"Breast-feeding was associated with 40 percent reduced risk for early childhood caries until we threw factors such as poverty status, maternal age at child's birth, and maternal prenatal smoking in the analyses," he explained. Additionally, breast-fed Mexican-American children and breast-fed poor children were more likely to have cavities than other children, even when compared to those who were not breast-fed.
The concern over breast milk and cavity risk was corroborated in part by a 2005 study in rats that showed that human breast milk is more likely than cow's milk to encourage cavities.
Pediatrician and breast-feeding advocate Dr. Ruth Lawrence, a co-author of the animal study, acknowledged that the results fueled the fire of those in opposition to night nursing.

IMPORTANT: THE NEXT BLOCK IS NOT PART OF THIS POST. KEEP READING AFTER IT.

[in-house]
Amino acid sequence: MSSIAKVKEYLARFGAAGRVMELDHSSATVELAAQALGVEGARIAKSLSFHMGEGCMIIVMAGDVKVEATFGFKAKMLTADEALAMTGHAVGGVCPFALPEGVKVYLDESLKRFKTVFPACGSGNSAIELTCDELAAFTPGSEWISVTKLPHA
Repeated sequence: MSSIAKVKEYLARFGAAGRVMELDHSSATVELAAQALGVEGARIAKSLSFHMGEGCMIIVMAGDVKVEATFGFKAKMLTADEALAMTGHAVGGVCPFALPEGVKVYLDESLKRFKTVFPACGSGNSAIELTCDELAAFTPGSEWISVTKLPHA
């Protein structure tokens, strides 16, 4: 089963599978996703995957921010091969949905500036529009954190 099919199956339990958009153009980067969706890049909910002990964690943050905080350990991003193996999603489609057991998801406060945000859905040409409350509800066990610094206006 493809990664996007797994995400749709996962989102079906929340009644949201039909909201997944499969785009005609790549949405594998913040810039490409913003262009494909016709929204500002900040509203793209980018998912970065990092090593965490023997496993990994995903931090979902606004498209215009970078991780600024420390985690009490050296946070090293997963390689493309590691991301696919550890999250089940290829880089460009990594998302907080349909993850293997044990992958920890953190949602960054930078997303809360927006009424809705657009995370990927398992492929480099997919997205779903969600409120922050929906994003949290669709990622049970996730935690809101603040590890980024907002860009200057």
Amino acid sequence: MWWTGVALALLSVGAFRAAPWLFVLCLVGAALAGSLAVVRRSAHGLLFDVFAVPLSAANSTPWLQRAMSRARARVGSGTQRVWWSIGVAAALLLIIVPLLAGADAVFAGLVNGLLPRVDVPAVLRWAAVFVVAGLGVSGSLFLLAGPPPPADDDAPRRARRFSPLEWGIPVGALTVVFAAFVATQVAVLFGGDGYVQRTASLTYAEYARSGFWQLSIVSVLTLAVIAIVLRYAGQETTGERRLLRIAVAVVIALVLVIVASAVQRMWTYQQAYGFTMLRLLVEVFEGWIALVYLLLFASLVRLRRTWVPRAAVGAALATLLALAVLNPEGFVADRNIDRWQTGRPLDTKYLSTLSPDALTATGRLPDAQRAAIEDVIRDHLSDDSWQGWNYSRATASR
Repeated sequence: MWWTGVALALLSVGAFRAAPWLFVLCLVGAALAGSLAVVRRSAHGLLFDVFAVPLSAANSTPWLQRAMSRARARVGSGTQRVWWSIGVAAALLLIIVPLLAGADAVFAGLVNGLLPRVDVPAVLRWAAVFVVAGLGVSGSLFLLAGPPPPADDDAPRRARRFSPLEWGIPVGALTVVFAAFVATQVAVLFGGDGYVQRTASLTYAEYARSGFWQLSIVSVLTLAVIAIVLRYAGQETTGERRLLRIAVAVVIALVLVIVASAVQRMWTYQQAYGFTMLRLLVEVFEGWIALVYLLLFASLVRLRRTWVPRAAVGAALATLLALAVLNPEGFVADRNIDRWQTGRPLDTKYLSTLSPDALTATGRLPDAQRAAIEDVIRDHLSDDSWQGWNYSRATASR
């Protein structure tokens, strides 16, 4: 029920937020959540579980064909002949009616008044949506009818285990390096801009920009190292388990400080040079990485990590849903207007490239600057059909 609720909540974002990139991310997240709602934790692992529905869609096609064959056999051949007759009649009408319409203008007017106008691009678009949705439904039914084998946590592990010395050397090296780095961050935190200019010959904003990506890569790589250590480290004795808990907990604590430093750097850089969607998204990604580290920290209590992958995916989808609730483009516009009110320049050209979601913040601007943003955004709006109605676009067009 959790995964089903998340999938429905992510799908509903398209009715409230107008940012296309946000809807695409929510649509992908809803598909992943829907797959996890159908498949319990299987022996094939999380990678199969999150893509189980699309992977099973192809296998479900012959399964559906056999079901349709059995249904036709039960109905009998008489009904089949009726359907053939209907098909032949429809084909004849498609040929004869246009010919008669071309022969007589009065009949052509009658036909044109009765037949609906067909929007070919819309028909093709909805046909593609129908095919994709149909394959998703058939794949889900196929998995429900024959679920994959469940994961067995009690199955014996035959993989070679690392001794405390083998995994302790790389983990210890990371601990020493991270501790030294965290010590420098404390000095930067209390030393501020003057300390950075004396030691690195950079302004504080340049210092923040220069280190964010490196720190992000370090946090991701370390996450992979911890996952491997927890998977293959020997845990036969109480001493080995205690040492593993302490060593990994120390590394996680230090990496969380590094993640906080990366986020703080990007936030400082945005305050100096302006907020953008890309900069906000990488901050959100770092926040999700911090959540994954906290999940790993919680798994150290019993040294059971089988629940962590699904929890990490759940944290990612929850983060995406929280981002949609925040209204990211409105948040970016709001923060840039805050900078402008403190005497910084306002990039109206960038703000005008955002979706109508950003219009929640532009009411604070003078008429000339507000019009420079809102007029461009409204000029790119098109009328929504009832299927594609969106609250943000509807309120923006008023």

Letting a baby sleep with a bottle of anything other than plain water carries a greater risk of encouraging cavities than night nursing, said Lawrence, who says she would use the current study to reassure nursing mothers.
However, American Academy of Pediatric Dentistry (AAPD) spokesman Paul Casamassimo was more cautious.
"The literature in general is not clear in a relationship between breast-feeding and dental caries, but reports and a few studies have found relationships," he said.
Although the AAPD does not have a policy statement about breast-feeding, Casamassimo said the academy tries to educate parents to minimize the risk of cavities from any food or beverage.
Breast-feeding aside, Iida argued that pediatric dentists and public health practitioners should direct oral health efforts toward parents in low-income households, smoking mothers and Mexican-American households.
Casamassimo argued that the correlation between poverty and increased risk of cavities is well known and may explain,
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